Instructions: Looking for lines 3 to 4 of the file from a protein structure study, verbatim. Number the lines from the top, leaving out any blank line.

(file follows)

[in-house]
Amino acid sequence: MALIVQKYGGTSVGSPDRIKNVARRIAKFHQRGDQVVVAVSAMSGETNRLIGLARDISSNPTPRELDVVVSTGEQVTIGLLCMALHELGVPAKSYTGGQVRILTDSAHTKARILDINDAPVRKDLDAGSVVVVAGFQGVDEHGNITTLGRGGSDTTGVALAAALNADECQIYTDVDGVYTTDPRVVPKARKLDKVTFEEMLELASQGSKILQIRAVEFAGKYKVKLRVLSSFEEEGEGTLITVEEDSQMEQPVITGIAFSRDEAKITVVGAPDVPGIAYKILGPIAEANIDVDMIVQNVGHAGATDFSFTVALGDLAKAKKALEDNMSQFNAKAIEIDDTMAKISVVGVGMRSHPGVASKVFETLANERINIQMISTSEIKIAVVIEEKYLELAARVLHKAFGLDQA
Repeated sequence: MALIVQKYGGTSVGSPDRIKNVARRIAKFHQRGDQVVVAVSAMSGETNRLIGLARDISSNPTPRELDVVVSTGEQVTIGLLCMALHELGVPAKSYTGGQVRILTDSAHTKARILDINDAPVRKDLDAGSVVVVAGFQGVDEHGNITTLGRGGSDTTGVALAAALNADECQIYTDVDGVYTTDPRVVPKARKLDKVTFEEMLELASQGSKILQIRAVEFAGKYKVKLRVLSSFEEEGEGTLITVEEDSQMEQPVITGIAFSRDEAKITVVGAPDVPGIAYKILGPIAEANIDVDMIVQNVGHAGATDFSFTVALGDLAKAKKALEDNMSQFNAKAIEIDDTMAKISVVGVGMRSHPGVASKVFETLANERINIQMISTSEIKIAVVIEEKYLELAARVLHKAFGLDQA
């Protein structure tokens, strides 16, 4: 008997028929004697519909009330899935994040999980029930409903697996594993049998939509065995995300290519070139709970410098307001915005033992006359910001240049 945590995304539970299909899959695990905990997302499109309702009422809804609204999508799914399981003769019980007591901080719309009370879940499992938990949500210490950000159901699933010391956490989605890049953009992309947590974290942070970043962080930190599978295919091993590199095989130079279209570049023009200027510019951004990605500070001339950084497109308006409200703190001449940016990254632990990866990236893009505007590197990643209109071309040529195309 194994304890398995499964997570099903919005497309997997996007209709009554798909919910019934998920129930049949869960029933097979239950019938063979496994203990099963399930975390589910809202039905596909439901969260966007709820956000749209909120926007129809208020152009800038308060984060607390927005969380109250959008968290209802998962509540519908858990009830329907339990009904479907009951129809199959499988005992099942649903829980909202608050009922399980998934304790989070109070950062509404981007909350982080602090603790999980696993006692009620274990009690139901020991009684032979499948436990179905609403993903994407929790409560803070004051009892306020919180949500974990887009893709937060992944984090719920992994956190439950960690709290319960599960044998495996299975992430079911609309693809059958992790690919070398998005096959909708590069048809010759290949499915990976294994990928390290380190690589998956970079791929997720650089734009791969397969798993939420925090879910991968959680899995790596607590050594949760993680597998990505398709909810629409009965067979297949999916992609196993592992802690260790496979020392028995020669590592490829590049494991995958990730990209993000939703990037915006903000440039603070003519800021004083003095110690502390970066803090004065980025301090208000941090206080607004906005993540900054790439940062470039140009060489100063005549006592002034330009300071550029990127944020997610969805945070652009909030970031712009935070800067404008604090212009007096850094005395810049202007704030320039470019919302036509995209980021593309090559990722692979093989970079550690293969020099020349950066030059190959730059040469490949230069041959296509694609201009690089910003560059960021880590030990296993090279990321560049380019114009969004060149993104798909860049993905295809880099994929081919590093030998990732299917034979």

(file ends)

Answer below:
Repeated sequence: MALIVQKYGGTSVGSPDRIKNVARRIAKFHQRGDQVVVAVSAMSGETNRLIGLARDISSNPTPRELDVVVSTGEQVTIGLLCMALHELGVPAKSYTGGQVRILTDSAHTKARILDINDAPVRKDLDAGSVVVVAGFQGVDEHGNITTLGRGGSDTTGVALAAALNADECQIYTDVDGVYTTDPRVVPKARKLDKVTFEEMLELASQGSKILQIRAVEFAGKYKVKLRVLSSFEEEGEGTLITVEEDSQMEQPVITGIAFSRDEAKITVVGAPDVPGIAYKILGPIAEANIDVDMIVQNVGHAGATDFSFTVALGDLAKAKKALEDNMSQFNAKAIEIDDTMAKISVVGVGMRSHPGVASKVFETLANERINIQMISTSEIKIAVVIEEKYLELAARVLHKAFGLDQA
């Protein structure tokens, strides 16, 4: 008997028929004697519909009330899935994040999980029930409903697996594993049998939509065995995300290519070139709970410098307001915005033992006359910001240049 945590995304539970299909899959695990905990997302499109309702009422809804609204999508799914399981003769019980007591901080719309009370879940499992938990949500210490950000159901699933010391956490989605890049953009992309947590974290942070970043962080930190599978295919091993590199095989130079279209570049023009200027510019951004990605500070001339950084497109308006409200703190001449940016990254632990990866990236893009505007590197990643209109071309040529195309 194994304890398995499964997570099903919005497309997997996007209709009554798909919910019934998920129930049949869960029933097979239950019938063979496994203990099963399930975390589910809202039905596909439901969260966007709820956000749209909120926007129809208020152009800038308060984060607390927005969380109250959008968290209802998962509540519908858990009830329907339990009904479907009951129809199959499988005992099942649903829980909202608050009922399980998934304790989070109070950062509404981007909350982080602090603790999980696993006692009620274990009690139901020991009684032979499948436990179905609403993903994407929790409560803070004051009892306020919180949500974990887009893709937060992944984090719920992994956190439950960690709290319960599960044998495996299975992430079911609309693809059958992790690919070398998005096959909708590069048809010759290949499915990976294994990928390290380190690589998956970079791929997720650089734009791969397969798993939420925090879910991968959680899995790596607590050594949760993680597998990505398709909810629409009965067979297949999916992609196993592992802690260790496979020392028995020669590592490829590049494991995958990730990209993000939703990037915006903000440039603070003519800021004083003095110690502390970066803090004065980025301090208000941090206080607004906005993540900054790439940062470039140009060489100063005549006592002034330009300071550029990127944020997610969805945070652009909030970031712009935070800067404008604090212009007096850094005395810049202007704030320039470019919302036509995209980021593309090559990722692979093989970079550690293969020099020349950066030059190959730059040469490949230069041959296509694609201009690089910003560059960021880590030990296993090279990321560049380019114009969004060149993104798909860049993905295809880099994929081919590093030998990732299917034979």